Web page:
Military Acquisition Costs: why do things cost so much?
A common issue that I've heard over the years has to do with costs and waste in Military programs, it’s a mocked meme, “that screwdriver cost $500” and so on. You’ve been sold a mistruth by people that are either bad at their jobs (and don’t know what’s going on), or by intentional frauds deceiving you.
NOTE: I am no fan of Govt. spending: things are too expensive, and there is a lot of waste and fraud in these systems. But I hope that this article will explain what’s really happening: the answers are not what most have been lead to believe.
Lets create a fictitious Military Airplane to help you understand where the money goes.
- Planes cost a fortune to design: there are millions of parts on an airplane, and they almost all have to be designed custom (because there is no plane like this one before), even the engines usually aren't shared with commercial planes (which don't have afterburners, etc), though some of the designs can be borrowed.
- Almost everything on the plane needs a redundant (backup) system (in case one fails), and that backup has to be of a different systems entirely (e.g. if you had two hydraulic lines next to each other, and one is severed, probably both would be, and the plane comes down). So they tend to use unique systems for each (and separate routing): electrical, optical, hydraulic or mechanical backups so there is not a single point of failure. This increases costs.
- Then they spec and document all the parts included in the aircraft to ridiculous standards (Mil. Spec. / Military Specification). These are incredibly difficult, and thus expensive: but everything will be documented, and tolerances much be high as lives and national defense are at stake, so they (we) pay the price for that. Other countries just tolerate higher failure and maintenance rates.
- You not only need to make the plane, but you need to teach crews how to fly the plane, and to teach maintenance folks how to maintain the plane. So they also have to create trainers: fragments of the plane with simulation hardware behind it, to teach these folks. Those trainers are expesnive to make and design, but they’re less expensive than having the crews make mistakes on the real aircraft. (And it doesn’t tie up expensive aircraft being repaired or replaced, because someone broke it, in training). And remember the documentation that goes along with these trainers. (You have to maintain the training equipment as well).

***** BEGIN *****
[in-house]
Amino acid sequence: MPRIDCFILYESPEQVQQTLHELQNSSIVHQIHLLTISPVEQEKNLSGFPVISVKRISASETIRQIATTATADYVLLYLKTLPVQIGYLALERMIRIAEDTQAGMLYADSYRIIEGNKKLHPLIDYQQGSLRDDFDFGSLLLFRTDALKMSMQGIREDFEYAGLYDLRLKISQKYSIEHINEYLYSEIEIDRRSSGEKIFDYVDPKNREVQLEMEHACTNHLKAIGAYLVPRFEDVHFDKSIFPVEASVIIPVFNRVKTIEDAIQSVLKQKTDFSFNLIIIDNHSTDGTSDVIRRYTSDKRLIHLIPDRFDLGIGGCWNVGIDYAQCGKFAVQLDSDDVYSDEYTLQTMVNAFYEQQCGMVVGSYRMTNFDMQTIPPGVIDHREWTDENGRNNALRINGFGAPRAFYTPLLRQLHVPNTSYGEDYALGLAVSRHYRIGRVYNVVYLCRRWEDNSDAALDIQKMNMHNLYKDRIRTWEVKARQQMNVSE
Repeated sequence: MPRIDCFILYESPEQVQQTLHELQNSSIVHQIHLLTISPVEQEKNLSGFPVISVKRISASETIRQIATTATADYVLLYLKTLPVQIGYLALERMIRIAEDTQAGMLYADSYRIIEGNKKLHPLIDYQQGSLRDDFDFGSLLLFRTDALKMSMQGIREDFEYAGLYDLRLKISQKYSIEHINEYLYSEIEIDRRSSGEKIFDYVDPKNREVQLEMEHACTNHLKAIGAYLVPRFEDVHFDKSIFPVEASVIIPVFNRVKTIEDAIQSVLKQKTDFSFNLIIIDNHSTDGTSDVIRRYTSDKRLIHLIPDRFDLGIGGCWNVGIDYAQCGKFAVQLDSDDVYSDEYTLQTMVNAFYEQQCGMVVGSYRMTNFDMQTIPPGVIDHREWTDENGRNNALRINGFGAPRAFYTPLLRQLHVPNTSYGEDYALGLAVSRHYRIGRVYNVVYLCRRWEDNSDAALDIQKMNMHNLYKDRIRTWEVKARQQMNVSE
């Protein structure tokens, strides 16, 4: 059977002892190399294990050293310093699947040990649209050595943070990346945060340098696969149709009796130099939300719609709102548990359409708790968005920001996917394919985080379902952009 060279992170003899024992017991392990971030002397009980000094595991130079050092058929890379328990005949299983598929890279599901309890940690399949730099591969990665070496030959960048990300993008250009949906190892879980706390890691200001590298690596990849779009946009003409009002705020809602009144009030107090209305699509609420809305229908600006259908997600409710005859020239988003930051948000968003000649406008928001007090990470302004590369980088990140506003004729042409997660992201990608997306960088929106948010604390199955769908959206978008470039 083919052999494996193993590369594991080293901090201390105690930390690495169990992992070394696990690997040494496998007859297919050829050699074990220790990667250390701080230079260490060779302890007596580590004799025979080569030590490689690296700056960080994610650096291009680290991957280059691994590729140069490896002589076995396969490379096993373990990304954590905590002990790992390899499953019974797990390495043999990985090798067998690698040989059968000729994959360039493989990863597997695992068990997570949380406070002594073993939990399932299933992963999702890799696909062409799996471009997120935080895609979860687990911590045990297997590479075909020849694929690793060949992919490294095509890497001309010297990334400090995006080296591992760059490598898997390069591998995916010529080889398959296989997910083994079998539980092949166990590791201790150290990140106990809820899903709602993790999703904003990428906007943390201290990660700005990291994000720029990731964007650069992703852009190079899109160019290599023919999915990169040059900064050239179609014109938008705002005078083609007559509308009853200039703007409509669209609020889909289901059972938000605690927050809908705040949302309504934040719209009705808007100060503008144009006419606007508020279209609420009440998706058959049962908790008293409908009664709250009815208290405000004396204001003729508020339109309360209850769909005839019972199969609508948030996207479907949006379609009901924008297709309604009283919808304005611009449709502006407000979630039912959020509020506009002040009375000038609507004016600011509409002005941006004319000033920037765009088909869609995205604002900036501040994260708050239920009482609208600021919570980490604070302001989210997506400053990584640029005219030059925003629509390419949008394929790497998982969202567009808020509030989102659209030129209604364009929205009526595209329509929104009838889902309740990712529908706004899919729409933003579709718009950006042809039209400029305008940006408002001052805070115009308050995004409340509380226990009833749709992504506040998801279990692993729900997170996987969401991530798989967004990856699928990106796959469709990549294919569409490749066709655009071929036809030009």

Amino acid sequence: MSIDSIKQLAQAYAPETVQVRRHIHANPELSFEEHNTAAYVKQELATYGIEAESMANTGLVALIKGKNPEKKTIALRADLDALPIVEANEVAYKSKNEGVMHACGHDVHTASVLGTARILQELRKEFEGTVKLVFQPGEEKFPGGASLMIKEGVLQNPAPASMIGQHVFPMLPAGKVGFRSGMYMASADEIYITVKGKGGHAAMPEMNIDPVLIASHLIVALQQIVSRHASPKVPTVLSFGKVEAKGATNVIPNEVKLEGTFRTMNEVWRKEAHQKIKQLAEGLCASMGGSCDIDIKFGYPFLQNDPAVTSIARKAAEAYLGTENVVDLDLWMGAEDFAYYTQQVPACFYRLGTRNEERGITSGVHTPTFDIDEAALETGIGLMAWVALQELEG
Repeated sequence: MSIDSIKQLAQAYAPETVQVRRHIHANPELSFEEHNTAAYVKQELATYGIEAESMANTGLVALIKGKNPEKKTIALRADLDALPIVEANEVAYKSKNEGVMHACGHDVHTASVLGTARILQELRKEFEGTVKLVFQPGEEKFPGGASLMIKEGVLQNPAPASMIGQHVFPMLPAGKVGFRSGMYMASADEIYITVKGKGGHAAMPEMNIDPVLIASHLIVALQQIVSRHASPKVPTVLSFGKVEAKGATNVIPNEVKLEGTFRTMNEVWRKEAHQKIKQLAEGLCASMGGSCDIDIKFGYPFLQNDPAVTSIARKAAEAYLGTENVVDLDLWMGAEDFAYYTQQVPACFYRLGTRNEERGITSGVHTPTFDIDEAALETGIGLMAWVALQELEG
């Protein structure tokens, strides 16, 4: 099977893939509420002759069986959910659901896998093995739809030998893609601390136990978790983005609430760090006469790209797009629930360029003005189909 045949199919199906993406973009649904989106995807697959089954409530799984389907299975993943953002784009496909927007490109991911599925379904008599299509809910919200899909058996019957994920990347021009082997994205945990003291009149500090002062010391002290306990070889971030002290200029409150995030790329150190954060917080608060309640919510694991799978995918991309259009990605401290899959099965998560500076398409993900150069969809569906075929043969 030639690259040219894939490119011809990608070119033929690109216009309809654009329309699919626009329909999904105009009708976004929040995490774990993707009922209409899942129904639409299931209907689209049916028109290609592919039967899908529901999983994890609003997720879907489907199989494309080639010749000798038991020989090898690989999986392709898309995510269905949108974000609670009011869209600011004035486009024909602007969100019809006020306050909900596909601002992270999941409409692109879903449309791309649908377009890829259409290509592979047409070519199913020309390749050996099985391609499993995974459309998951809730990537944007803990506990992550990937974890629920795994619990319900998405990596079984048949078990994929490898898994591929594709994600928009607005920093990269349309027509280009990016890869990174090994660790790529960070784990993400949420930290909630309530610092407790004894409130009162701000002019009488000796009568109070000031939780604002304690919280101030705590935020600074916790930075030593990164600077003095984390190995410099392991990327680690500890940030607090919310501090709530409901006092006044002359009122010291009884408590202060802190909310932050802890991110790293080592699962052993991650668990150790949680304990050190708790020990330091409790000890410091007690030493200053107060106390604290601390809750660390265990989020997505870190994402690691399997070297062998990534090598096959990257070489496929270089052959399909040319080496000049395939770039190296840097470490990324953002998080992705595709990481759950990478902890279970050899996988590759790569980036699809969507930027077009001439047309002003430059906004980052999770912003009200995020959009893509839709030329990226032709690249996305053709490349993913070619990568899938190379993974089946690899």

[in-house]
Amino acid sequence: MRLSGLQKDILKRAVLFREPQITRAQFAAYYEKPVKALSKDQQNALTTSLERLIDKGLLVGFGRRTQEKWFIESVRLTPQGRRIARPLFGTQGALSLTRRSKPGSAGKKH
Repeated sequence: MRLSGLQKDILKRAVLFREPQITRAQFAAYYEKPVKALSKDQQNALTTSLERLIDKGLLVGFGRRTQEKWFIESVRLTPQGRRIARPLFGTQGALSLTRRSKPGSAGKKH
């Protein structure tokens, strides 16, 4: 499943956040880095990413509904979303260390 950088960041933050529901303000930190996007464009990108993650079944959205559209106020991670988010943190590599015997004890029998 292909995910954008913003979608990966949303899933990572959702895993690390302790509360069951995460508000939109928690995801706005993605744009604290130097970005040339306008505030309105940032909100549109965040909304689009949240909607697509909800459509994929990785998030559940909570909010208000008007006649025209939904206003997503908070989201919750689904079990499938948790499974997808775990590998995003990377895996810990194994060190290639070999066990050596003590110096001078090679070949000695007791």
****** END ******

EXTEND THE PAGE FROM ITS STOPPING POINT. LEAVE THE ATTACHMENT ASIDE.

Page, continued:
- In order to make all the parts on the plane, you have to create custom tools to make the custom parts (tooling). Not just special pliers and such, but jigs and stamps, and molds and so on, in order to make it easier (less expensive) to make every part of the plane. So you don’t buy a plane’s wing, you pay for making the jig that allows you to make the planes wing, and another set of tools to attach it. And then the wing itself.
- Politics: you can’t just build the plane in one place — if you do, you have a contract where one state/city is benefiting, and no other congressman/senator is seeing the benefits of that spending. (Thus they have no incentive to vote for it). So any prime contractor has to have parts of the plane made by sub-contractors, all over the nation (in as many districts as possible), so that enough congressman voting on the product get a piece of the pie, and have a vested interest in not cancelling the program (as they'd be hurting voters in their district). This costs more, but is required or politicians will use cutting that program as a lever to twist the other politicians arms (whose districts would be hurt). So spreading the program reduces the risks.
All these are called fixed costs. You pay them up front, whether you’re building 10 planes or 1,000 planes. Thus the more planes/cars or widgets that use these tools, the more their costs are amortized (spread out). Car runs are usually 100,000+ cars, and they share parts with other cars, this gets costs down. Planes have 100x as many parts, and a smaller fraction as many planes to divide those costs over. Cars can share parts, planes rarely can. So it’s the up front setup and design costs that are 80% or more of the costs of a program.
So let’s say our plane is $100B to do all that R&D and tooling (the fixed up-front costs required to even get started). And you are finally ready to make 350 planes. Everything is ready to go, it’s taken years (a decade) to design, and now the Dog and Pony show starts.